TunnelBear is one of Canada’s leading VPN providers. In fact, it’s one of the biggest VPNs period. Recently purchased by online security giants McAfee, the company offers a reliable, accessible VPN service on all major platforms and has a good reputation for bypassing geo-blocking measures.
But we’re not too worried about watching Netflix here. Instead, this article is all about the TunnelBear torrenting credentials. Even popular VPNs with excellent security sometimes fall down when it comes to torrenting. And as torrenting is a major reason for actually purchasing a VPN subscription, it helps to know which providers are P2P friendly. So let’s dig deeper and discover more about the TunnelBear torrenting experience.
The basics: Is TunnelBear torrenting in Canada even an option?
One of the first things to note about TunnelBear is its location. Canada has been fairly notorious for being hostile to peer to peer downloading in the past. In 2015, the government passed a new raft of laws specifically targeting illegal downloads.
After that, ISPs were required by law to send letters to users caught downloading copyrighted material. But the courts weren’t given new powers to send torrenters to jail, and copyright holders weren’t actually given new ways to sue offenders.
However, there was another nasty surprise among the laws of 2015. They also demanded that VPNs and ISPs keep logs, which would “allow the identity of the person to whom the electronic location belongs to be determined”. This led to some VPNs pulling out of Canada for a safer location, and the ones that remain (like TunnelBear) are under pressure to adhere to the new laws.
What is the TunnelBear torrenting policy like?
Given that legal context, you might assume that TunnelBear would totally ban P2P downloads on its servers.
When you visit the TunnelBear website, you won’t find any mention of torrents or peer to peer downloading anywhere.
It’s clear that this isn’t a VPN that wants to promote torrent downloads, and that it isn’t optimized for this purpose.
The absence of torrenting on the VPN’s website isn’t an accident. When the internet laws discussed earlier were passed, TunnelBear decided to block user access to P2P downloads. That is, instead of logging torrents and going against their core values, TunnelBear decided to block quasi-legal activities and focus on providing a fast, lightweight VPN for other online purposes.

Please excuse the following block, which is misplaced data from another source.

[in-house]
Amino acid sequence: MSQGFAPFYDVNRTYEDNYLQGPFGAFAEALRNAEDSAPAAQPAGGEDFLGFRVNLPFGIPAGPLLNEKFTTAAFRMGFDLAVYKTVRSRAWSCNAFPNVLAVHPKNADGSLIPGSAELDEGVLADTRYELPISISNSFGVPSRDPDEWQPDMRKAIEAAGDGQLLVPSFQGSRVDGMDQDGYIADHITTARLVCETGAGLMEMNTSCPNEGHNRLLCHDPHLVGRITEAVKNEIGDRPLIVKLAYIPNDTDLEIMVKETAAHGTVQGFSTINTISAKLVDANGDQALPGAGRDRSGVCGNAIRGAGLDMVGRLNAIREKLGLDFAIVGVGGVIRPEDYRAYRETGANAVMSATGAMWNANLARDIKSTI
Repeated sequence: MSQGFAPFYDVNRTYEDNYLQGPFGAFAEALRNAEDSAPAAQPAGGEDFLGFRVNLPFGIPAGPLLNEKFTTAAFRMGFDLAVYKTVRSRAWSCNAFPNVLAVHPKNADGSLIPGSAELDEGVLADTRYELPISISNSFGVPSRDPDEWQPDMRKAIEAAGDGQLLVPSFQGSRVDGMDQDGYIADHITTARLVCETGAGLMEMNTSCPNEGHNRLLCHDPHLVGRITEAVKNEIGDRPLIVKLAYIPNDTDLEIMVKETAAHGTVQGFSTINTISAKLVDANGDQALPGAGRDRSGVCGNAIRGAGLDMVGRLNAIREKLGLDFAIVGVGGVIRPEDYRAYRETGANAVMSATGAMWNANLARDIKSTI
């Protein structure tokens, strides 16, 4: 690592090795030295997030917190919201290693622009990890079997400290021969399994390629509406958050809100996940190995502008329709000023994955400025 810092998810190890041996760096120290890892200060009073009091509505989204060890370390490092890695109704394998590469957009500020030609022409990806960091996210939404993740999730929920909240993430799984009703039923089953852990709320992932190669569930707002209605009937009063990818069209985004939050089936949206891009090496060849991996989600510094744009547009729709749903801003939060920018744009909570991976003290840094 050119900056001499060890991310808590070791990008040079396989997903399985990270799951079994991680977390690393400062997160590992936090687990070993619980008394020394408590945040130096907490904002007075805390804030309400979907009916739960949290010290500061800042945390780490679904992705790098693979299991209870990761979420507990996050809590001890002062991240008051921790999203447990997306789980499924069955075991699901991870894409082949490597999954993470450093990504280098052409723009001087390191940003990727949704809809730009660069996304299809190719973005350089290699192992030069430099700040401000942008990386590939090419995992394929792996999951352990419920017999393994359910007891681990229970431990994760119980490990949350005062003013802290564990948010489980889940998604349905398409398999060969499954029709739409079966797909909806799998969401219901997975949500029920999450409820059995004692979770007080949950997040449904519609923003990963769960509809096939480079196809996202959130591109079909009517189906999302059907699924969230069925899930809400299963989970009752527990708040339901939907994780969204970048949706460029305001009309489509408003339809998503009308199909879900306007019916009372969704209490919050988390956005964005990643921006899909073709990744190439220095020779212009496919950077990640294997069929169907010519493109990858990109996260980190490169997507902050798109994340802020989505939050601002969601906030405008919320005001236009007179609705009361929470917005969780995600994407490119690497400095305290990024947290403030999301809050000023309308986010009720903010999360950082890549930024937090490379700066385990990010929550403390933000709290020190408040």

But they may have left the door open to allowing P2P downloads in the future. Until 2017, the TunnelBear website carried an article which clearly cited complaints from content providers and explained the VPN’s stance on user privacy. However, that article has been taken down, and you’ll struggle to find an explanation of TunnelBear’s position on torrents.
This may mean that the VPN is seeking to attract users who want to torrent but are unaware of TunnelBear’s blocking practices. Or it may mean that the VPN is reconsidering its strategy. We’ll have to wait and see where events lead. But for now, TunnelBear torrenting isn’t an option – at least officially.
Have people been able to successfully download torrents with TunnelBear?
While TunnelBear seems to be hostile towards torrenting and certainly doesn’t go out of its way to accommodate P2P downloading, there is evidence that torrenters can share files all the same. So the VPN’s Bittorrent barrier could be more of a “soft block”, instead of an outright ban.
How safe is TunnelBear for torrenting?
Let’s assume TunnelBear decides to allow torrenting in the future. Is there any evidence that the VPN is able to store data about what you download and provide this to law enforcement if requested?